In 1313, Isabella traveled to Paris with her husband to garner further support from the French. This would result in the Tour de Nesle Affair. The journey was a rather pleasant one for the couple, with a lot of festivities, even though Isabella was injured when her tent burned down. During the visit Louis and Charles had a satirical puppet show put on for their guests and afterwards Isabella gave new embroidered purses both to her brothers and to their wives. Isabella and Edward then returned to England with new assurances of French support against the English barons. Later on in 1313 though Isabella and Edward held a large dinner in London to celebrate their return. She apparently had noticed that purses that she had given to her sisters-in-law were now being carried by two Norman knights, Gautier and Philippe d’Aunay. Isabella then concluded that the pair must’ve been carrying on an illicit affair and she appears to have informed her father of this when she next visited France in 1314. The consequence of her reporting was the Tour de Nesle Affair in Paris, which led to legal action against all three of her sisters-in-law; Blanche and Margaret of Burgundy, being imprisoned for life for adultery. Joan of Burgundy was imprisoned for a year. Isabella’s reputation in France had suffered to an extent, as a result of her perceived role in the affair.
In the north though, the situation was becoming worse. Edward would attempt to quash the Scots in fresh campaigns in 1314, which resulted in a disastrous defeat at the Battle of Bannockburn. Edward was blamed by the barons for the catastrophic failure of the campaign. Thomas of Lancaster reacted to the defeats in Scotland by taking increased power in England and turned against Isabella. He cut off funds and harassed her household. To make matters even worse, the “Great Famine” fell upon England during 1316 through 1317, causing widespread loss of life and financial problems.
Even though Isabella gave birth to a second son, John, in 1316, Edward’s position was precarious. John Deydras, a royal Pretender appeared in Oxford, claiming that he had been switched at birth with Edward and was in fact the real king of England. Given Edward’s unpopularity, rumors spread across England before Deydras’ eventual execution. The situation appears to have greatly upset Isabella. She responded by deepening her alliance with Lancaster’s enemy Henry de Beaumont, and also took up an increased role in the government herself. This would include her attendance at council meetings and acquiring increased lands. Henry’s sister, Isabella de Vesci, continued her close relationship as an adviser to the Queen. Scottish general Sir James Douglas, a war leader for Robert I of Scotland, made a bid to capture Isabella personally in 1319, he almost did at York, Isabella had only narrowly escaped. Suspicions fell on Lancaster, one of Edward’s knights, Edmund Darel, was arrested on charges of having given up her location, the charges were essentially unproven. In 1320, Isabella accompanied her husband to France to try and convince her brother, Charles IV, to provide new support to crush the English barons.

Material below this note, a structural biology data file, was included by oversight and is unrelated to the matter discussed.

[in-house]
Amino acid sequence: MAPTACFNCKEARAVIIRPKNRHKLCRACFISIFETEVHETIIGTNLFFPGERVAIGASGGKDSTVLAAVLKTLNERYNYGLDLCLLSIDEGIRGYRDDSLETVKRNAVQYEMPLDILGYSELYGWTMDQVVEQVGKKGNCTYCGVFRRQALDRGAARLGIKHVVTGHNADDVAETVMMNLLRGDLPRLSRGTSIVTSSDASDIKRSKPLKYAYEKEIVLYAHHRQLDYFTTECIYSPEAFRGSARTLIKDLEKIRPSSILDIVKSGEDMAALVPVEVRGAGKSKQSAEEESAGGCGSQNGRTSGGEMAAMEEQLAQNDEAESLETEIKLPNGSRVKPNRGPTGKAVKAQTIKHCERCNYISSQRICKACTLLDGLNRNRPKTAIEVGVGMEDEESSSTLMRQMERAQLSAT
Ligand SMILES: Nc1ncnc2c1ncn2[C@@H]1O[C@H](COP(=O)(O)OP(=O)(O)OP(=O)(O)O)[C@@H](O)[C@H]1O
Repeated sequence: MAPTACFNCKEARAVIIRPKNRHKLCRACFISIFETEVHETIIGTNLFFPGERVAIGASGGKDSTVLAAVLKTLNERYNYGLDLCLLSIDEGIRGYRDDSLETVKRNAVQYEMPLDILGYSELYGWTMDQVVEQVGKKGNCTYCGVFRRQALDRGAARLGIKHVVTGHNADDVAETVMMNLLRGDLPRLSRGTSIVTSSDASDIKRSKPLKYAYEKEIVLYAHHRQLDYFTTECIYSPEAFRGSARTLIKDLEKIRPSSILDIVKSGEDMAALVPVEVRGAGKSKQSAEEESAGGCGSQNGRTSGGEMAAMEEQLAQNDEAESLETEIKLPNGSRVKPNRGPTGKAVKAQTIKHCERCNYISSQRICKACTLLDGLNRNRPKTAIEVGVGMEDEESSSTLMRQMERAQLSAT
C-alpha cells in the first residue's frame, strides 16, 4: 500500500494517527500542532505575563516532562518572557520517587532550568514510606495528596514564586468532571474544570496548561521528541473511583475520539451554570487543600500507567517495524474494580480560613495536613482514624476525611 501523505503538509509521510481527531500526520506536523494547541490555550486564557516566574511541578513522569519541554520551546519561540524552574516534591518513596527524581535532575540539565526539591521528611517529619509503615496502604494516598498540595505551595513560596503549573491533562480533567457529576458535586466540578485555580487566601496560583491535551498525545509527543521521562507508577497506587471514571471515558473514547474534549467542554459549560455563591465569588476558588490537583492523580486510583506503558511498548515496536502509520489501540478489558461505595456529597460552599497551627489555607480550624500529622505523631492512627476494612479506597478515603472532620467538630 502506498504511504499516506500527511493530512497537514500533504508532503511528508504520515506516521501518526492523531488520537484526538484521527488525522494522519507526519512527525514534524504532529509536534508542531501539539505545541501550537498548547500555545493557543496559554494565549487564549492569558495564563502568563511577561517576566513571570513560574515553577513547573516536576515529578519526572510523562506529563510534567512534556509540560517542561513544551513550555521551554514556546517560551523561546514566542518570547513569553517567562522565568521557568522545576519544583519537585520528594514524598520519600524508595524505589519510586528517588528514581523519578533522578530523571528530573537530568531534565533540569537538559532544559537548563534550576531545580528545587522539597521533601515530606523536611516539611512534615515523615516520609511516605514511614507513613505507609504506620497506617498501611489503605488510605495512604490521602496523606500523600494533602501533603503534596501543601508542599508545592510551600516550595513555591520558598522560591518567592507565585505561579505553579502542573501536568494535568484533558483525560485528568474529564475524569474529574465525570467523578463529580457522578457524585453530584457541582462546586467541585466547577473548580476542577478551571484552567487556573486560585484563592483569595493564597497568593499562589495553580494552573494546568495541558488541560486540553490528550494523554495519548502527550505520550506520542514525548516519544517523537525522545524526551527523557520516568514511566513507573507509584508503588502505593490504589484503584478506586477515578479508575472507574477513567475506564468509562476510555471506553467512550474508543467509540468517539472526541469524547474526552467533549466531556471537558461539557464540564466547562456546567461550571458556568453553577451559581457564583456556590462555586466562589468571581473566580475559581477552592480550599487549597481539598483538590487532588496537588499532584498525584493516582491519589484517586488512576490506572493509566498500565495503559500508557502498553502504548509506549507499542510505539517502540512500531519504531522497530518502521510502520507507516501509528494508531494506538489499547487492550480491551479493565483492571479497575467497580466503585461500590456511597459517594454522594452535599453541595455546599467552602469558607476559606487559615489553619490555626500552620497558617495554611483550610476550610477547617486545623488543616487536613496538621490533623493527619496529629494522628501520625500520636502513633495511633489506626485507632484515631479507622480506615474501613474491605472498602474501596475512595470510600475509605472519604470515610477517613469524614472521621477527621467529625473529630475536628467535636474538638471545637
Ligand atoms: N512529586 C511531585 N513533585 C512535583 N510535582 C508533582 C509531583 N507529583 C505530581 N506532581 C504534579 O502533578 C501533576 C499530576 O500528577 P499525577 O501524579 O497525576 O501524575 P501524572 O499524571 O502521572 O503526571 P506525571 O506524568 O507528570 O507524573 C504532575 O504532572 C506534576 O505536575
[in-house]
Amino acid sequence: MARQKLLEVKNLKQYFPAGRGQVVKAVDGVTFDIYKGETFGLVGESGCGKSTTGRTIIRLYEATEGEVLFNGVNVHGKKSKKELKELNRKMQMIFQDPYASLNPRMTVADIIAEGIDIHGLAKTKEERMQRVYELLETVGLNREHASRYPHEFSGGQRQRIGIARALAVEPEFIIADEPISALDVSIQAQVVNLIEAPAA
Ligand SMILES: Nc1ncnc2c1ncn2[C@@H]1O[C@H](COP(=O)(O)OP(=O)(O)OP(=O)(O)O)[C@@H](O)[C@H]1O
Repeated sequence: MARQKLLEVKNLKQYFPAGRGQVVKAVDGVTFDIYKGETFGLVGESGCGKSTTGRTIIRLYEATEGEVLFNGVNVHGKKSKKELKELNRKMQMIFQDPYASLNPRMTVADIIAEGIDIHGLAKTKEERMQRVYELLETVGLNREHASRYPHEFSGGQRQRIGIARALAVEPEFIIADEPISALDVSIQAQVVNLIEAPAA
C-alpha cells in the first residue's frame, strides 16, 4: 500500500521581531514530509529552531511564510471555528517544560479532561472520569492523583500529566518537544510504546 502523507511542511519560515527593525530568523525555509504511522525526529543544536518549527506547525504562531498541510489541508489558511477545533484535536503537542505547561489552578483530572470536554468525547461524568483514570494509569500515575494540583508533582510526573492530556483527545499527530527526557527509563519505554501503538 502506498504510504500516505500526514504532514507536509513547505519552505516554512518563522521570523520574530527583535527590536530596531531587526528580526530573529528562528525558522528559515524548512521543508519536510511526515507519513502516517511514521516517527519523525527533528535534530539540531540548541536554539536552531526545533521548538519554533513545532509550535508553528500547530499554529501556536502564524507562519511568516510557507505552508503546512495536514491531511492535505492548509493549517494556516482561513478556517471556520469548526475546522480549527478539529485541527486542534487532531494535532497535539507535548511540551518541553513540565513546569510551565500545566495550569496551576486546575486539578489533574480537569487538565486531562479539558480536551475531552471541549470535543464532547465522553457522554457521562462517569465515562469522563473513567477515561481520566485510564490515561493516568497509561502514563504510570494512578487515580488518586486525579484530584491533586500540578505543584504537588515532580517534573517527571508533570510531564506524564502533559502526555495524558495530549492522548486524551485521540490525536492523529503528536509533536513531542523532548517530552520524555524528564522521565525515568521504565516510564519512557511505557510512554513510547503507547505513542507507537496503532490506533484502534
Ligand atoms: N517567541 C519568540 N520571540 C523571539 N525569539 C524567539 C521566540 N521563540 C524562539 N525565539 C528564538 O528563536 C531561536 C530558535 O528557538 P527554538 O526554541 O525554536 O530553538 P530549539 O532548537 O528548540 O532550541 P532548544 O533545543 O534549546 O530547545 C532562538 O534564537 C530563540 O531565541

In the meantime, Hugh de Despenser the Younger had become an increasing favorite of Edward. It was widely believed that he began a sexual relationship with him around this time as well. Hugh was the same age as Edward and his father, Hugh the Elder, had supported Edward and Gaveston a few years previously. The Despensers were bitter enemies of Lancaster. With the support of Edward, their power base in the Welsh Marches began to increase. In the process, Edward made enemies with Roger Mortimer de Chirk and his nephew, Roger Mortimer of Wigmore, their rival Marcher lords. While Isabella had been able to work with Gaveston, Edward’s previous favorite, it became increasingly clear that Hugh the Younger and Isabella couldn’t. Unfortunately for Isabella, she was still estranged from Lancaster’s rival faction, giving her little room to maneuver. During 1321, Lancaster’s alliance moved against the Despensers, sending troops into London and demanding they be exiled. Aymer de Valence, the 2nd Earl of Pembroke, who was a moderate baron, with strong French ties, asked Isabella to intervene in an attempt to prevent war. Isabella would publicly get down on her knees to appeal to Edward to exile the Despensers. She would provide him with a face-saving excuse to do so, but Edward intended to arrange their return at the first opportunity.